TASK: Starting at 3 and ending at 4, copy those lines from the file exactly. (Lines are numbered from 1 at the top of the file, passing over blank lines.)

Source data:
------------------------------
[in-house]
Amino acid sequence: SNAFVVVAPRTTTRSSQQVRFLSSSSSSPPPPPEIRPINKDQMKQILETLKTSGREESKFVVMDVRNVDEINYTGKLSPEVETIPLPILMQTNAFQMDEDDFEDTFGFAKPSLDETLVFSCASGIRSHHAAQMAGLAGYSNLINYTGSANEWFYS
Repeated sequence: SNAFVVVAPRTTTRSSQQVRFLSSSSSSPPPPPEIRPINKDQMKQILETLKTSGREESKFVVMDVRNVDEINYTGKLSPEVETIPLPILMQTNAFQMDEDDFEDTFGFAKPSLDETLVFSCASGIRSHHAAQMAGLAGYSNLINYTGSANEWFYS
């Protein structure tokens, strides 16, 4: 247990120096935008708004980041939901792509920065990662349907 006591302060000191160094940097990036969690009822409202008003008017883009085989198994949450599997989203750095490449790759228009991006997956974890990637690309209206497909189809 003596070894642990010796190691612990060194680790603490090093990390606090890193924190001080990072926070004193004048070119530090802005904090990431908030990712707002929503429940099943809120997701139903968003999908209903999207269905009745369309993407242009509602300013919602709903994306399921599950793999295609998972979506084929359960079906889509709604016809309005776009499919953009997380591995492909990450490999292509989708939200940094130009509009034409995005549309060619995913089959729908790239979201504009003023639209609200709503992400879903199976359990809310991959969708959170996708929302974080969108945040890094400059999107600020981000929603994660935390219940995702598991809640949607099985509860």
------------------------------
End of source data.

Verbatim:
Repeated sequence: SNAFVVVAPRTTTRSSQQVRFLSSSSSSPPPPPEIRPINKDQMKQILETLKTSGREESKFVVMDVRNVDEINYTGKLSPEVETIPLPILMQTNAFQMDEDDFEDTFGFAKPSLDETLVFSCASGIRSHHAAQMAGLAGYSNLINYTGSANEWFYS
């Protein structure tokens, strides 16, 4: 247990120096935008708004980041939901792509920065990662349907 006591302060000191160094940097990036969690009822409202008003008017883009085989198994949450599997989203750095490449790759228009991006997956974890990637690309209206497909189809 003596070894642990010796190691612990060194680790603490090093990390606090890193924190001080990072926070004193004048070119530090802005904090990431908030990712707002929503429940099943809120997701139903968003999908209903999207269905009745369309993407242009509602300013919602709903994306399921599950793999295609998972979506084929359960079906889509709604016809309005776009499919953009997380591995492909990450490999292509989708939200940094130009509009034409995005549309060619995913089959729908790239979201504009003023639209609200709503992400879903199976359990809310991959969708959170996708929302974080969108945040890094400059999107600020981000929603994660935390219940995702598991809640949607099985509860």